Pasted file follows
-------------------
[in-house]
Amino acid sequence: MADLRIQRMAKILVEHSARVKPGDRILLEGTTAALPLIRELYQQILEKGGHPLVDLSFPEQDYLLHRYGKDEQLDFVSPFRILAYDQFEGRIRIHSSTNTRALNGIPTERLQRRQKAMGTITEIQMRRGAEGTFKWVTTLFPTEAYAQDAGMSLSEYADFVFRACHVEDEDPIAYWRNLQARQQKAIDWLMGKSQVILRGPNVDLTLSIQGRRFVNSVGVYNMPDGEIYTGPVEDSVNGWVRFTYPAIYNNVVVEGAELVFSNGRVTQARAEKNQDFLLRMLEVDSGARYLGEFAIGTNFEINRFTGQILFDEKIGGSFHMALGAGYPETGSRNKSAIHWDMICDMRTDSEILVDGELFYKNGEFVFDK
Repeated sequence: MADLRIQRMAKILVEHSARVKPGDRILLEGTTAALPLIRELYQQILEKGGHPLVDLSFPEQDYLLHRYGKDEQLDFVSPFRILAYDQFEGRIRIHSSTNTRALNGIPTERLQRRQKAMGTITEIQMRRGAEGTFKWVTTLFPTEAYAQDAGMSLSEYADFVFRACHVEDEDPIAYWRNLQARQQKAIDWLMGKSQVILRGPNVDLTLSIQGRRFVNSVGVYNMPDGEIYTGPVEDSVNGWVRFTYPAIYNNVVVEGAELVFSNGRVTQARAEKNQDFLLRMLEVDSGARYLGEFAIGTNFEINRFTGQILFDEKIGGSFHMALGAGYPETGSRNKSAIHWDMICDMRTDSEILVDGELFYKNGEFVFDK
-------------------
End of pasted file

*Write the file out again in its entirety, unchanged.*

[in-house]
Amino acid sequence: MADLRIQRMAKILVEHSARVKPGDRILLEGTTAALPLIRELYQQILEKGGHPLVDLSFPEQDYLLHRYGKDEQLDFVSPFRILAYDQFEGRIRIHSSTNTRALNGIPTERLQRRQKAMGTITEIQMRRGAEGTFKWVTTLFPTEAYAQDAGMSLSEYADFVFRACHVEDEDPIAYWRNLQARQQKAIDWLMGKSQVILRGPNVDLTLSIQGRRFVNSVGVYNMPDGEIYTGPVEDSVNGWVRFTYPAIYNNVVVEGAELVFSNGRVTQARAEKNQDFLLRMLEVDSGARYLGEFAIGTNFEINRFTGQILFDEKIGGSFHMALGAGYPETGSRNKSAIHWDMICDMRTDSEILVDGELFYKNGEFVFDK
Repeated sequence: MADLRIQRMAKILVEHSARVKPGDRILLEGTTAALPLIRELYQQILEKGGHPLVDLSFPEQDYLLHRYGKDEQLDFVSPFRILAYDQFEGRIRIHSSTNTRALNGIPTERLQRRQKAMGTITEIQMRRGAEGTFKWVTTLFPTEAYAQDAGMSLSEYADFVFRACHVEDEDPIAYWRNLQARQQKAIDWLMGKSQVILRGPNVDLTLSIQGRRFVNSVGVYNMPDGEIYTGPVEDSVNGWVRFTYPAIYNNVVVEGAELVFSNGRVTQARAEKNQDFLLRMLEVDSGARYLGEFAIGTNFEINRFTGQILFDEKIGGSFHMALGAGYPETGSRNKSAIHWDMICDMRTDSEILVDGELFYKNGEFVFDK